Great resources for online community building

At the weekend I got my copy of Rich Millington‘s new book, Buzzing Communities, through the post. It’s excellent and provides everything you need to know about building successful online communities.

Thinking seriously about community building is something that I think digital engagement efforts in government and beyond are lacking a lot of the time. In many ways, I think it is the secret sauce that will take online engagement to the next level.

One of the key parts of this is a platform-agnostic mindset. Whether your efforts at building a community work or not is unlikely going to be down to your decisions on technology (unless your decisions are really bad of course). Instead, community management is a set of skills with which you start a small community and build it up by encouraging activity, fostering conversations and meeting the needs of members.

No matter whether your chosen medium is a forum, a blog, a Facebook page or even just a Twitter feed, you can use community management techniques to foster engagement and encourage people to stay involved.

So, I thoroughly recommend Rich’s book. While you’re at it, here are some free bits he has made available too:

Brilliant free ebook on online community building

The marvellous Rich Millington is giving away a fabulous ebook on developing online communities.

Rich’s blog, Feverbee, is packed full of great hints and tips, and I recommend you subscribe to that.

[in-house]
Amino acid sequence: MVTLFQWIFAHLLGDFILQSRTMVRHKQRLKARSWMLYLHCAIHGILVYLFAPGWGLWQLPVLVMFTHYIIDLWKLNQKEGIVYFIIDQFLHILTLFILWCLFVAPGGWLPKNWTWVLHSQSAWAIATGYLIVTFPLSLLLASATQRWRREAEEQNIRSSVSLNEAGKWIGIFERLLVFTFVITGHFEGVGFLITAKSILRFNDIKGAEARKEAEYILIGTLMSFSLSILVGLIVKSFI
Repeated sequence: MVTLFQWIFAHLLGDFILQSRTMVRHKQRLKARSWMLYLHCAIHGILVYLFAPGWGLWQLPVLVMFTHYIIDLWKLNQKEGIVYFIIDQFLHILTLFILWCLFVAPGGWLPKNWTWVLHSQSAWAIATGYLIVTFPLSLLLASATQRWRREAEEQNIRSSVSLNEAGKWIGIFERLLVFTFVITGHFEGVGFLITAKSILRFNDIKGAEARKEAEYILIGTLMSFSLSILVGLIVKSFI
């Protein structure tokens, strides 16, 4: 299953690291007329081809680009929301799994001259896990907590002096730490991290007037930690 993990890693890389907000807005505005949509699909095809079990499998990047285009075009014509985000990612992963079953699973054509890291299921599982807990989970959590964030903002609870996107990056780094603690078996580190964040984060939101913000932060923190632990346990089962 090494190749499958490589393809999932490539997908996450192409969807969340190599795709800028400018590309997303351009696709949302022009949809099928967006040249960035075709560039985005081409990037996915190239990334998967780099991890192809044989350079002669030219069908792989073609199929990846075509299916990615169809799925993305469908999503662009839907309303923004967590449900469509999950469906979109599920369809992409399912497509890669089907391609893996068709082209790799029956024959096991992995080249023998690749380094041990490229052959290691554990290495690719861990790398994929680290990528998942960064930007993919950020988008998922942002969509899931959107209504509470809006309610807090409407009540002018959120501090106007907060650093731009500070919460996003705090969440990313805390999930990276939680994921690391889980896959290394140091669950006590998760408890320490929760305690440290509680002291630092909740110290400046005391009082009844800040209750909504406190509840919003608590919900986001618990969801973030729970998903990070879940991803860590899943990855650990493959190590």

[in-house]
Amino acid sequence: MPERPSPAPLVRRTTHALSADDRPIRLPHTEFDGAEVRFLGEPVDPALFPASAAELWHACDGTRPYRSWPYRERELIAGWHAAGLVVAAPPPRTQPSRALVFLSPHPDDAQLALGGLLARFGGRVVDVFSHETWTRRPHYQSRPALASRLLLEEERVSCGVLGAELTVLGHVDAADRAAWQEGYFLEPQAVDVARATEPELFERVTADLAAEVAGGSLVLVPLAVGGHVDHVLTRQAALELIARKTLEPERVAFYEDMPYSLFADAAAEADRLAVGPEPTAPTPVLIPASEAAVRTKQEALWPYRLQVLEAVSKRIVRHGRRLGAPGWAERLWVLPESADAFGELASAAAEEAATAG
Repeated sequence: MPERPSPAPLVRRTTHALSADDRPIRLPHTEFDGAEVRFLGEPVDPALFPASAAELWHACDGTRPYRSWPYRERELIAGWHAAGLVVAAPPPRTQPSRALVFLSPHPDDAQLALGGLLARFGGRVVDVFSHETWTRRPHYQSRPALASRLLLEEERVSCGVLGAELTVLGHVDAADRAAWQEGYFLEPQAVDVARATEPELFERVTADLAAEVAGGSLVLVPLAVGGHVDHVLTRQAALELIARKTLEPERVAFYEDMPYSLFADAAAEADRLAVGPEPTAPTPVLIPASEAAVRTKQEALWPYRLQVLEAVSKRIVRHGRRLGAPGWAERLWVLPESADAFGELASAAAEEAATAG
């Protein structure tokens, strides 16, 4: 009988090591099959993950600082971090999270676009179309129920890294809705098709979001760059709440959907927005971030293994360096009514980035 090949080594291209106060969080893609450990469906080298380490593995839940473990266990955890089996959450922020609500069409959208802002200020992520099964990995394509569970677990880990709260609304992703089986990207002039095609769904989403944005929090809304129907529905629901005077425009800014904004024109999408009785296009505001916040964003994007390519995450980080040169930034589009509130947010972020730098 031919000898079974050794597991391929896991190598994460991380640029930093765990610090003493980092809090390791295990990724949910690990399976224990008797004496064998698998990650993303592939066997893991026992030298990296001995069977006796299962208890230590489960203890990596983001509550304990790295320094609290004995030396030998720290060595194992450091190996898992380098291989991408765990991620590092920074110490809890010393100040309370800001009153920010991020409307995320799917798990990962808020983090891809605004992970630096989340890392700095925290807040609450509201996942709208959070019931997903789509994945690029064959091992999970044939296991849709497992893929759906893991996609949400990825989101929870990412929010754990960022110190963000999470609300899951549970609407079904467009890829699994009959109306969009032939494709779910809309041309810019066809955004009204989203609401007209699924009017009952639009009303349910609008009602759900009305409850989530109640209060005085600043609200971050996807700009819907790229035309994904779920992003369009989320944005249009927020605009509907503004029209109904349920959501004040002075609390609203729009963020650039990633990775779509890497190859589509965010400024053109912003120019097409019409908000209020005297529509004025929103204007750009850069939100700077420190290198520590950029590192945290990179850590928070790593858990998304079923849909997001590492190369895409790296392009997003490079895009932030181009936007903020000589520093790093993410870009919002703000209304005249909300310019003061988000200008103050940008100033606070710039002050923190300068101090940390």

All you have to do to get the ebook is to sign up to the mailing list for his Pillar Summit online learning course during September – just a couple of weeks left, so get in quick!

And yes, this is a great way of getting people to sign up to a newsletter like this!

Community facilitators

From Rich Millington:

A moderator keeps things normal. A moderator removes the extremes from the community. Moderating isn’t as hard as moderators would have you believe. You can typically find community members to do it.

A facilitator makes it easier for the community to communicate. A facilitator takes the community through a process, and does it well. A facilitator points out common objectives. A facilitator draws out opinions from less-vocal members. A facilitator helps the community tackle any stumbling blocks.

I think you should be a facilitator.

(I love Rich’s blog, by the way. It’s a recent find for me, but his short, pithy, confident posts containing an idea and very little flannel just work for me. Wish I could write this way…)